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The Arts
May 3-9, 2006

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Josef Hoffman's armchair

Comfort Zone: Josef Hoffman's adjustable armchair of 1908 looks forward to the streamline tendencies of the 1920s and '30s.

Done Right

A new survey of the Arts and Crafts Movement showcases an era of exquisite design

By Michael S. Gant


THE EXCEPTIONALLY rich new show at the de Young Museum covers a lot of ground, geographically and temporally. International Arts and Crafts: William Morris to Frank Lloyd Wright, assembled by London's Victoria and Albert Museum, stretches all the way from the style's origin in England in the 1880s to its farthest ripples in Europe, the United States and Japan, all the way into World War II. The conglomeration of design principles and methods known as Arts and Crafts took off in the 1880s as a realization of the aesthetic ideas of art critic John Ruskin and all-purpose art vortex William Morris. Both men rejected the excesses and mechanized techniques of Victorian design, calling for a return to the craft traditions of the preindustrial era, when artisans created beautiful objects by hand. The movement's goals included both improvements to the artistic taste of the buying public and a liberation of workers from the soullessness of the factory.

Design movements are notoriously hard to contain. Although the Arts and Crafts Movement emphasized a simplicity and obedience to materials, Morris' creations tended toward a lush Medievalism. One example at the show, a tapestry called The Forest (done with Henry Dearle and Philip Webb), depicts a peacock, a hare and other fauna engulfed in dense curlicues of foliage that evoke the Unicorn Tapestries. The influence of Morris' taste for Gothic arts can be seen in several sumptuous samples of limited-edition luxury bookmaking from the fine presses of Doves, Ashendene and Cobden-Sanderson. C.R. Ashbee's green-glass decanter is encased in a sinuous organic swirl of silver, with an Art Nouveau-ish handle that ends in biomorphic tendrils.

In a very different vein, Philip Webb's lovely suite of unadorned blown-glass glasses draws the eye with nothing more than a few gently billowing curves. As Arts and Crafts took off on the continent, it began to diverge sharply from its British roots. Austrian designer Josef Hoffman's silverware from the early 1900s looks like full-blown Art Deco three decades in advance. His gleaming ovoid mustard pot sits on three podlike legs, looking like a space probe. His beaten-silver fruit basket of 1904—a steeply flared square container surrounded by a grid of thin bars—is so streamlined that it did double duty in a recent survey of the Art Deco movement. An earthenware vase Frank Lloyd Wright anticipates the skyscrapers of the 1930s.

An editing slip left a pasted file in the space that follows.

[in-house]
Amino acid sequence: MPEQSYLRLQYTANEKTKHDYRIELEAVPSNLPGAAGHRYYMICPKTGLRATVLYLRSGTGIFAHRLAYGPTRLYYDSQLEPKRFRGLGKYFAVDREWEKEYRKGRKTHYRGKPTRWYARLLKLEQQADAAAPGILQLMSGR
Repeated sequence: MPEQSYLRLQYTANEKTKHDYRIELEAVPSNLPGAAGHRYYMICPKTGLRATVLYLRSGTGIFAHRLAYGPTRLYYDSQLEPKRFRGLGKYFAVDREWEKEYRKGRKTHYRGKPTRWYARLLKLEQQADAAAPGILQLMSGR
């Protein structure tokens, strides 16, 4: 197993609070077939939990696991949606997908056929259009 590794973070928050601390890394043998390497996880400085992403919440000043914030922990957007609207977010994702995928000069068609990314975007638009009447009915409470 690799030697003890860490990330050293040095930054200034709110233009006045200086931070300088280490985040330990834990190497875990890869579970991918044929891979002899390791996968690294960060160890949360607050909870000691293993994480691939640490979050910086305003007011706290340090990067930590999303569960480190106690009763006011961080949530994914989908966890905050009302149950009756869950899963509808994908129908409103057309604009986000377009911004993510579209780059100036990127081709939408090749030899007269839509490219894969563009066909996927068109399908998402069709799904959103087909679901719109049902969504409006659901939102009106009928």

What Northern Californians think of as Arts and Crafts, as still seen in some of the higher-priced bungalows in the East Bay, is primarily the work of Gustav Stickley. A canny businessman, Stickley managed to combine an artisan's eye with a marketer's mentality, producing furniture that was both exceptionally beautiful in shape, construction and patina and relatively affordable. (The irony, of course, is that today, original Stickleys, once bought from mass catalogs, are now auction-priced, and even reproductions run to thousands of dollars for chairs and bookcases.)

Stickley is well represented in the show by an entire room, featuring one of his long, low oak settles with their elegantly spaced, deeply stained back slats and arm rests; the kind of glass-front bookcase that makes bibliophiles break down in tears; four copper and amber-glass hanging-light fixtures in a Japanese mode; and a knock-out oversize table lamp with a Grueby tile base and a Tiffany leaded-glass shade. A lot of the objects on display at the show look a bit mannered a century on, but I suspect that given a choice, almost anybody in the Bay Area would want to live in a Stickley room—the perfect blend of art and craft.


International Arts and Crafts: William Morris to Frank Lloyd Wright runs through June 18 at in Herbst Exhibition Galleries at the de Young Museum, Golden Gate Park, San Francisco. Tickets are $11-$15. The museum is open Tuesday-Sunday 9:30am-5:15pm, until 8:45pm Friday. (415.750.3642)


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